Banded Collar Ruffle Front Blouse (Burda 04-2010-105)

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Colour altered. It is difficult to photograph colours accurately indoors.

Hello friends, long time no blog! But it's not for lack of sewing here in the neighbourhood - it's for lack of photography. Ah well.

Last time I wrote, I was working on a muslin of this blouse. I liked the lines of the blouse and the way it felt when it was on, so I left off the ruffles and changed a bit of the construction. I made this top out of a wonderfully soft cotton batiste that I found in a remnant bin ages ago. Seriously, this fabric feels like a well-washed and worn favorite t-shirt. It is, however fairly sheer, so I decided to make it a double-layered shirt.

Here in Vancouver there are only a couple of weeks out of every summer where sleeveless tops are absolutely necessary, and only a couple of days where you might want your clothes to be as non-existent as possible, so doubling the fabric is a practical choice. As a bonus, it solved a few construction issues as well.

I constructed this garment (almost entirely) on my Singer 99K. I was glad of the tiny hole in the plate which meant my delicate fabric was less likely to get crammed into the bobbin chase. I even used the zipper foot from my Janome on the Singer to install the invisible zipper. Worked like a charm!

By choosing to make the front a double layer, I was able to omit the facing around the slit at the neck. This made everything so much simpler! I fused a piece of Pro-Sheer interfacing (that came in a sampler pack that I won on Pam's blog) to the inner layer straight down the middle of the slit before it was cut.* Then I stitched the neckline edge of both layers of batiste together. Once that was done, I reinforced the bottom of the slit with a drop of fray-check (a little extra insurance never hurts). When that was dry, I cut the center of the slit, pressed the neckline, then turned it and pressed again. Voila! A finished slit that won't flop around!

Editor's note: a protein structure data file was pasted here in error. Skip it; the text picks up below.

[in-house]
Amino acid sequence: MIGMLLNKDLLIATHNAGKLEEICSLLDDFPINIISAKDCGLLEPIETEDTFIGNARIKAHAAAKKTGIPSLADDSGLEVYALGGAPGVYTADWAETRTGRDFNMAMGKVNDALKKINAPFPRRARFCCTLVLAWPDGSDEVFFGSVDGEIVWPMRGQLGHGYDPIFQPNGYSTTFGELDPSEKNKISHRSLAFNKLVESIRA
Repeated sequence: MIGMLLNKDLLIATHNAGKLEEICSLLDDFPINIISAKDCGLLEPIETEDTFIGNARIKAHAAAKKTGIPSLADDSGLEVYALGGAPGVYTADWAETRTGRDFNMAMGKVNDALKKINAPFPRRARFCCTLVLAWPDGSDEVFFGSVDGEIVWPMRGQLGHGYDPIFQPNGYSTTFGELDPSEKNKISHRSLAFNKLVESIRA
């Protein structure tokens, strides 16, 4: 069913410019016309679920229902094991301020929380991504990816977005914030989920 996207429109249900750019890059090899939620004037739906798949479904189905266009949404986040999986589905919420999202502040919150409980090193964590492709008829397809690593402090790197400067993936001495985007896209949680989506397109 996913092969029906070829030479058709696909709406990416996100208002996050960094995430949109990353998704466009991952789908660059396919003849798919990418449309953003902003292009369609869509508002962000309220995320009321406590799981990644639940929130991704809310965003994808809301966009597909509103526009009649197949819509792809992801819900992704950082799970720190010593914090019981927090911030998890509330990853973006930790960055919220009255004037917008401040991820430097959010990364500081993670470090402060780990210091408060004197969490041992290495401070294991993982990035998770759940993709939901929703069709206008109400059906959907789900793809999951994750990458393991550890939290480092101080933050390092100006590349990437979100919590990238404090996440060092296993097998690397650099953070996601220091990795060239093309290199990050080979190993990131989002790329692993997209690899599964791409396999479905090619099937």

After that business, I proceeded to treat the two layers as one. I used the popular "burrito" method of attaching the back yoke. In this way, I could do that entire part by machine rather than by hand. I also used a French seam on the side seam without the zipper.

Here is a French seam (on the left side) and a bust dart.

I finished the armholes with bias made from the batiste scraps. I folded the bias in half and machine-stitched the raw edges of the armhole and the bias together, then pressed the bias to the inside and hand-stitched the folded edge in place, only catching the inner layers. (Another point where having two layers everywhere came in handy.)

Bias around the armhole.

I mentioned earlier that I was able to install the invisible zipper pretty well by using the zipper foot that came with my Janome (those plastic invisible zipper feet never work for me). I did switch over to my Janome to zigzag the raw seam allowances to the zipper tape. I just didn't have it in me to bind those edges with more bias.


Now for the embellishment. The neckline as drafted is far too low for my lifestyle. My idea to counter this without redrawing the neckline was to add a button and loop at the fullest point of my bust.  I had planned on making a narrow tube of bias and inserting it into the neckline seam for the button loop, but I forgot in the excitement of figuring out how I was going to sew the neckline. I tossed around idea after idea and finally decided to sew two small covered buttons to the front of the blouse, supporting them on the inside of the shirt with two tiny shirt buttons (I think they are the size you might use for the collars of a button-down collar).

Two small covered buttons. I used two layers here, too, to avoid the button form shining through the fabric.

Then I took a small length of shirring elastic and threaded it through the holes of one of the shirt buttons (on the inside) and made a loop to go around the other shirt button. The elastic gives me a little stretch just in case and the loop allows me to open the shirt completely if I need to while dressing/undressing.

Pretty ingenious if I do say so myself!

And last of course was the hem. I am not usually one for making more work for myself, but I just couldn't bring myself to machine stitch the hem on a shirt that had no visible stitching from the outside. So I hand-stitched it, making use of the double layer again to hide my work. I noticed on this project just how much faster and more even my hand stitches are now compared to a few years ago. That's an encouraging thought!


This shirt is so comfortable! I can't wait for the weather to warm up! I have another version of this shirt cut out too - this one out of a silk-cotton print! Hooray!

*The front of this top is cut on the fold without cutting the slit. So before you sew the neckline, the front of the blouse just has a round neckline. Does that make sense?